I think this is a very valuable concept. I take this from Choice Theory, by William Glasser, a wonderful book. This is how I tell it.
The Three Myths
Ask yourself, "Why do I answer the phone?" If your answer is, "Because it rings," read on.
Myth #1: My actions are caused by things outside of me. Most people believe that people do things they are told to, or because things outside of them make them do the things they do. "I answer the door because of the door bell. That joke offended me. I drove to town because I had to."
Myth #2: You can control ,or at least strongly influence, my actions. Most people see others as the strongest influence in their lives. This myth is based on Myth #1. "I do what you want me to. Do as you are told. Be obedient. Others made me do that. I did what I was told."
Myth #3: You believe you should tell me what to do, control me. You take responsibility for my actions. Most people believe either that they should guide others or that they should be careful to avoid actions that will cause other people's actions. This is based on Myth #1 and #2. Each person naturally believes their beliefs are better than that of others. After all, each person selected their beliefs based on their own preferences from many points of view or beliefs possible. Certainly each person does not select a poor belief – they pick the best one they can. They may change their belief based on new input, but they will change it from a lesser one to a better one.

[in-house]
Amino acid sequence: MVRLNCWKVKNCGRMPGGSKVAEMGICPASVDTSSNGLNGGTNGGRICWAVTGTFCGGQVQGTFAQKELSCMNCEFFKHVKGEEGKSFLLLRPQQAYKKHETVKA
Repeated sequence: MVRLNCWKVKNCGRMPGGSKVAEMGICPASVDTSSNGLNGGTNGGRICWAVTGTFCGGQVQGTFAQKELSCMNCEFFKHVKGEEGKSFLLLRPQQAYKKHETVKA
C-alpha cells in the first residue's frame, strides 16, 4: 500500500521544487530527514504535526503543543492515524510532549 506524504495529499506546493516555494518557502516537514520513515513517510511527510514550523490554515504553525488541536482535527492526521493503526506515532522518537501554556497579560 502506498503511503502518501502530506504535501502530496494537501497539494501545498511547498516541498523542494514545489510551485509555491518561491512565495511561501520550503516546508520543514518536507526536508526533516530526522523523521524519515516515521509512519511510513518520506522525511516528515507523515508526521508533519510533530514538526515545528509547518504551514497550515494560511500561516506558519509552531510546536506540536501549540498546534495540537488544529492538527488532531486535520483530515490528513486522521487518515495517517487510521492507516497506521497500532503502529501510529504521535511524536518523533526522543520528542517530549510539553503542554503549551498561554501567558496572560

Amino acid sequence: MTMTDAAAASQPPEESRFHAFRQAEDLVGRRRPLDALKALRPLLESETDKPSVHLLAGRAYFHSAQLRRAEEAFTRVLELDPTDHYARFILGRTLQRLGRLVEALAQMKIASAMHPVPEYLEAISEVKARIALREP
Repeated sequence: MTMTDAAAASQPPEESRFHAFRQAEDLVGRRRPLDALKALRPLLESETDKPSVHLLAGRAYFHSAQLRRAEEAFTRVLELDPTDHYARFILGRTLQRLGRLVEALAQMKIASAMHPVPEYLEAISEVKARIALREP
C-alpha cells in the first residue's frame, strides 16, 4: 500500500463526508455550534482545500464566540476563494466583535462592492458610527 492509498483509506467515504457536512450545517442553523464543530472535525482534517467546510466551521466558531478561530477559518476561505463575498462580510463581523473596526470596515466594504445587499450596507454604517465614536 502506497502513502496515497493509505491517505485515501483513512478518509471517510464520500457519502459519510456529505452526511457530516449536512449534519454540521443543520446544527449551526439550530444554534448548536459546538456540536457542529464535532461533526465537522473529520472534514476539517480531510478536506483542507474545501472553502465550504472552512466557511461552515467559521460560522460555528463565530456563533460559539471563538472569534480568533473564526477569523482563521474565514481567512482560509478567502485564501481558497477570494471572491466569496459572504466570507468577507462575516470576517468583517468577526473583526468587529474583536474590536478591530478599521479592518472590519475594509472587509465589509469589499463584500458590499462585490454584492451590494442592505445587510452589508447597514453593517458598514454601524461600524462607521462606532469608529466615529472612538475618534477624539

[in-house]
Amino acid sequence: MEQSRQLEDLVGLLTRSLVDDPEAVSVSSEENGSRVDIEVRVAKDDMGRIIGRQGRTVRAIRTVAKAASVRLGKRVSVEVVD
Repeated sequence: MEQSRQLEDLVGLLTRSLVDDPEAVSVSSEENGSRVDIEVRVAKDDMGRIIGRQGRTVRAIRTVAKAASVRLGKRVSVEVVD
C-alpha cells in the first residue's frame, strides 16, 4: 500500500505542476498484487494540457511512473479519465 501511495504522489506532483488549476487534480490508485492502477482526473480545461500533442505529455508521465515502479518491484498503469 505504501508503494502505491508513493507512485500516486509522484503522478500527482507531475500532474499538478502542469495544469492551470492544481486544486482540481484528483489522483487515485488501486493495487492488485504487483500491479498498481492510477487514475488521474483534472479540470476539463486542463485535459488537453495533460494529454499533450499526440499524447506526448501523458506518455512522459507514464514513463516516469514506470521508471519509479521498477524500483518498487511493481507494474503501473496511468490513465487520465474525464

And so Myth #3 becomes the result of the following logic. Your actions are controlled by the outside. I can influence you. I, with the best intentions, should influence you. I should be persuasive. "You should adopt my way of doing things. Listen to me. You are wrong. I'm just helping when I tell you that what you are doing is stupid."
These three myths dominate personal relationships and even professional relationships. Doctors, lawyers, pastors, therapists, parents freely tell other people what to do.
But take that first myth apart and you find something new.
- When the phone rings the human brain hears it.
- Then the brain classifies the sound.
- Then it interprets the sound.
- Then it evaluates the current situation.
- It compares and contrasts this to previous experiences.
- It compares and contrasts possible actions with previous experiences.
- It selects a desirable response.
- Then, and only then, does it make a decision to answer the phone.
The human brain goes through many hundreds of operations before that decision is made.
The principle is All human behavior arises from within the human, and is not externally determined. (That's, to my way of thinking, the end of Myth #1. This also cancels the next two Myths.) I call this the central Rule of Autonomy. All people always do what they decide to do. No one can make anyone do anything.
Or my favorite one-liner: All people are chronically disobedient. Learn to live with it.
Parents are often surprised that when the "obedient" kids reach teenage years, that they stop obeying. I think it is better to realize that the kids never did obey. They just "went along" with the parents for a while based on their love or perception of threat. The ones who "went along" based on a sense of love, usually seem to move smoothly through the teenage years. The ones who "went along" based on threats, now change their behavior radically as the parent's threats seem progressively less powerful,
Awareness of the Rule of Autonomy in human relationships seems to produce two patterns:
The absence of persuasion and argument replaced by curiosity and sharing. This is shown in a decrease of threatening tactics and a rise in communication skills. "I'm not interested in pushing you to do what I want. I am interested in your sharing what you believe and my sharing what I have learned."
An increase in patience, curiosity about the decisions, and responsiveness to the reactions of others. With awareness that my partner's actions are determined by her, I tend to wait to see how she will "take it" and learn ways to deal with any of her ways of reacting.